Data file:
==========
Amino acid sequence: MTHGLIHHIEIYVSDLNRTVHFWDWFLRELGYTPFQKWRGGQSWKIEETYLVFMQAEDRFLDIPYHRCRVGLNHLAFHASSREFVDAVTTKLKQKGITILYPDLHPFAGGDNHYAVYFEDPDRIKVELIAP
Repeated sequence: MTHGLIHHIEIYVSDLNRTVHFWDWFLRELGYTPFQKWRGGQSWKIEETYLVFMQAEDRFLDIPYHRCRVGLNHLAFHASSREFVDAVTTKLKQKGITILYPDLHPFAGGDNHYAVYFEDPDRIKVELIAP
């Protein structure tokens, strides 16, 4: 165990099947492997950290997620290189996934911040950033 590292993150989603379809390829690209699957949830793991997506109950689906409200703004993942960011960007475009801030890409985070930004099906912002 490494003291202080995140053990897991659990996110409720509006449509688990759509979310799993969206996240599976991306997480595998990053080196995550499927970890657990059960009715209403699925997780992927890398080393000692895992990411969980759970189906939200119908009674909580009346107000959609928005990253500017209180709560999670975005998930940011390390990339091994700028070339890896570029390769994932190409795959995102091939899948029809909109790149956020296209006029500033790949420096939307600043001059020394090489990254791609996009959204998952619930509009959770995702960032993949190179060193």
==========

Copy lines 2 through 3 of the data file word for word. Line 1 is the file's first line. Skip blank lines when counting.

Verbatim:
Repeated sequence: MTHGLIHHIEIYVSDLNRTVHFWDWFLRELGYTPFQKWRGGQSWKIEETYLVFMQAEDRFLDIPYHRCRVGLNHLAFHASSREFVDAVTTKLKQKGITILYPDLHPFAGGDNHYAVYFEDPDRIKVELIAP
């Protein structure tokens, strides 16, 4: 165990099947492997950290997620290189996934911040950033 590292993150989603379809390829690209699957949830793991997506109950689906409200703004993942960011960007475009801030890409985070930004099906912002 490494003291202080995140053990897991659990996110409720509006449509688990759509979310799993969206996240599976991306997480595998990053080196995550499927970890657990059960009715209403699925997780992927890398080393000692895992990411969980759970189906939200119908009674909580009346107000959609928005990253500017209180709560999670975005998930940011390390990339091994700028070339890896570029390769994932190409795959995102091939899948029809909109790149956020296209006029500033790949420096939307600043001059020394090489990254791609996009959204998952619930509009959770995702960032993949190179060193």